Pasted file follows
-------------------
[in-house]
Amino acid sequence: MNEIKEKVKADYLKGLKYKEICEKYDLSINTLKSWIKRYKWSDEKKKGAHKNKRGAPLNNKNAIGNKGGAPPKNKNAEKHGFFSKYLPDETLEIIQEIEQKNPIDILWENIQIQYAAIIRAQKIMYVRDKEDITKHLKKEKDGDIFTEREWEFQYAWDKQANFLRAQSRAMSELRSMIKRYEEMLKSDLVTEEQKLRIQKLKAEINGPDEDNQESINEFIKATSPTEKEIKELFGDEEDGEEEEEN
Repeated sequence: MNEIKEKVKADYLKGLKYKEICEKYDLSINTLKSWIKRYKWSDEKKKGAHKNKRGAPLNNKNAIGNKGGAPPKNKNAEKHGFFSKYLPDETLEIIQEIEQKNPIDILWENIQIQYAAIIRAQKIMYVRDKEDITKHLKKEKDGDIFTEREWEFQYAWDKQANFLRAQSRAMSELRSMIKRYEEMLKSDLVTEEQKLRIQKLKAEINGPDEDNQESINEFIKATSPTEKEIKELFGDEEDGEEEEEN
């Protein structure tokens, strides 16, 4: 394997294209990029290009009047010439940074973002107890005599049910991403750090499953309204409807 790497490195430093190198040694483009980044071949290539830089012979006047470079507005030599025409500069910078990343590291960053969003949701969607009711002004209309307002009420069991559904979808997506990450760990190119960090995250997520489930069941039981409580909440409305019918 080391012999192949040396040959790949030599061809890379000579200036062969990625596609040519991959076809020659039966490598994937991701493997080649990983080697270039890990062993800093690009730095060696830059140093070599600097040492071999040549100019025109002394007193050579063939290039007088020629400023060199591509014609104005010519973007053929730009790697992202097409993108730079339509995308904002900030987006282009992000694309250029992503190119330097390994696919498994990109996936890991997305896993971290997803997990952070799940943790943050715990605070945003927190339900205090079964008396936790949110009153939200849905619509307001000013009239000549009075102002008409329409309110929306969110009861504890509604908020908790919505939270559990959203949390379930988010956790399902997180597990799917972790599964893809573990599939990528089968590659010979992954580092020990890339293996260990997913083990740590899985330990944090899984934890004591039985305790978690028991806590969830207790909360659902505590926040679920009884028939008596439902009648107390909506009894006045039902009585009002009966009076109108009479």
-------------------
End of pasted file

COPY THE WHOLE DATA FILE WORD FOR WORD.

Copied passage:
[in-house]
Amino acid sequence: MNEIKEKVKADYLKGLKYKEICEKYDLSINTLKSWIKRYKWSDEKKKGAHKNKRGAPLNNKNAIGNKGGAPPKNKNAEKHGFFSKYLPDETLEIIQEIEQKNPIDILWENIQIQYAAIIRAQKIMYVRDKEDITKHLKKEKDGDIFTEREWEFQYAWDKQANFLRAQSRAMSELRSMIKRYEEMLKSDLVTEEQKLRIQKLKAEINGPDEDNQESINEFIKATSPTEKEIKELFGDEEDGEEEEEN
Repeated sequence: MNEIKEKVKADYLKGLKYKEICEKYDLSINTLKSWIKRYKWSDEKKKGAHKNKRGAPLNNKNAIGNKGGAPPKNKNAEKHGFFSKYLPDETLEIIQEIEQKNPIDILWENIQIQYAAIIRAQKIMYVRDKEDITKHLKKEKDGDIFTEREWEFQYAWDKQANFLRAQSRAMSELRSMIKRYEEMLKSDLVTEEQKLRIQKLKAEINGPDEDNQESINEFIKATSPTEKEIKELFGDEEDGEEEEEN
């Protein structure tokens, strides 16, 4: 394997294209990029290009009047010439940074973002107890005599049910991403750090499953309204409807 790497490195430093190198040694483009980044071949290539830089012979006047470079507005030599025409500069910078990343590291960053969003949701969607009711002004209309307002009420069991559904979808997506990450760990190119960090995250997520489930069941039981409580909440409305019918 080391012999192949040396040959790949030599061809890379000579200036062969990625596609040519991959076809020659039966490598994937991701493997080649990983080697270039890990062993800093690009730095060696830059140093070599600097040492071999040549100019025109002394007193050579063939290039007088020629400023060199591509014609104005010519973007053929730009790697992202097409993108730079339509995308904002900030987006282009992000694309250029992503190119330097390994696919498994990109996936890991997305896993971290997803997990952070799940943790943050715990605070945003927190339900205090079964008396936790949110009153939200849905619509307001000013009239000549009075102002008409329409309110929306969110009861504890509604908020908790919505939270559990959203949390379930988010956790399902997180597990799917972790599964893809573990599939990528089968590659010979992954580092020990890339293996260990997913083990740590899985330990944090899984934890004591039985305790978690028991806590969830207790909360659902505590926040679920009884028939008596439902009648107390909506009894006045039902009585009002009966009076109108009479």